Correction: my word processor is not having trouble.  Re-examing the text now that I solved the mystery, they are writing every word backwards.  Seems quite possible whoever wrote this was using some sort of computer assistance.  The header is more like T.U.P.N.O.E.H.T.L.L.U.F.R.O.M.R.A.F.O.D.O.G.  No wonder it took so long to figure this out.  Good riddance!

So in summary:

- it's Urdu

- the *SENTENCES* are written right to left, but the *LETTERS* within the words are written left to right

- only one letter form is used no matter where the letter occurs within the word, even though most letters in these languages have 3-4 forms depending on where they occur

- it's very unlikely anyone could look at this and read it easily, even native Urdu speakers

- fun puzzle

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Veli Voipio | Forum Activity | Replied: Tue, Jan 15 2019 2:07 AM

Josiah:
- fun puzzle

Congratulations!

Gold package, and original language material and ancient text material, SIL and UBS books, discourse Hebrew OT and Greek NT. PC with Windows 8.1

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Rosie Perera | Forum Activity | Replied: Tue, Jan 15 2019 10:07 AM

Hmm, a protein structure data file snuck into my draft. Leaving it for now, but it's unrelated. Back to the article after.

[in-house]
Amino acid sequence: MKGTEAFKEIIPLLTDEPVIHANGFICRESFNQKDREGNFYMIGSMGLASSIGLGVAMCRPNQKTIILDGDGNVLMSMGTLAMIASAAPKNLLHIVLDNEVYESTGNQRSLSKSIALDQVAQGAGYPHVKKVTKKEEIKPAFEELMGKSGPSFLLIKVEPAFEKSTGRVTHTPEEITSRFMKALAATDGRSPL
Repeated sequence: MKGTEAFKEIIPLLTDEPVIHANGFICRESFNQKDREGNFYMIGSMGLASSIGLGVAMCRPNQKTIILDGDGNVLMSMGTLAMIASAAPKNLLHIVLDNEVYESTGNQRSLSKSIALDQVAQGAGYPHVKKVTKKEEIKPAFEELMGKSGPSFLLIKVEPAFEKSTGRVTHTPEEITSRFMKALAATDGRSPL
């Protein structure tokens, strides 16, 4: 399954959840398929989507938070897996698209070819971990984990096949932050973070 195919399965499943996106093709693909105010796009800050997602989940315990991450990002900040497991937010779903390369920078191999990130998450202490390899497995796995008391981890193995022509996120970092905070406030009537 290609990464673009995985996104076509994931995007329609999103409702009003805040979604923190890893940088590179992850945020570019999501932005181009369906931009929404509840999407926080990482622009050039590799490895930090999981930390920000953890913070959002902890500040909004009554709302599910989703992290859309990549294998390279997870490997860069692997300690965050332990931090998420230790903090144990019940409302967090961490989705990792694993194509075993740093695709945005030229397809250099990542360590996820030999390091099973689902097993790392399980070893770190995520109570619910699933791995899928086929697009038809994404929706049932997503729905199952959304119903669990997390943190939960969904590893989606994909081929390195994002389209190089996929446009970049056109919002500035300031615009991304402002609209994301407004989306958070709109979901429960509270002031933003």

Josiah:

So in summary:

- it's Urdu

- the *SENTENCES* are written right to left, but the *LETTERS* within the words are written left to right

- only one letter form is used no matter where the letter occurs within the word, even though most letters in these languages have 3-4 forms depending on where they occur

- it's very unlikely anyone could look at this and read it easily, even native Urdu speakers

- fun puzzle

Wow! Congrats on your sleuthing skills, and thanks for taking the time to figure it out. I'll report back to the Facebook group where I saw this puzzle posted.

Posts 20
Darrell Tan | Forum Activity | Replied: Wed, Jan 16 2019 12:21 AM

Brilliant!

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David Thomas | Forum Activity | Replied: Wed, Jan 16 2019 8:04 AM

Josiah:

Also, I still have my doubts if any person would actually write like that.  It would be like us writing P.U.T.O.N.T.H.E.F.U.L.L.A.R.M.O.R.O.F.G.O.D.  Possibly someone is using the verse to practice calligraphy and only using the first forms (dictionary forms) of the letters.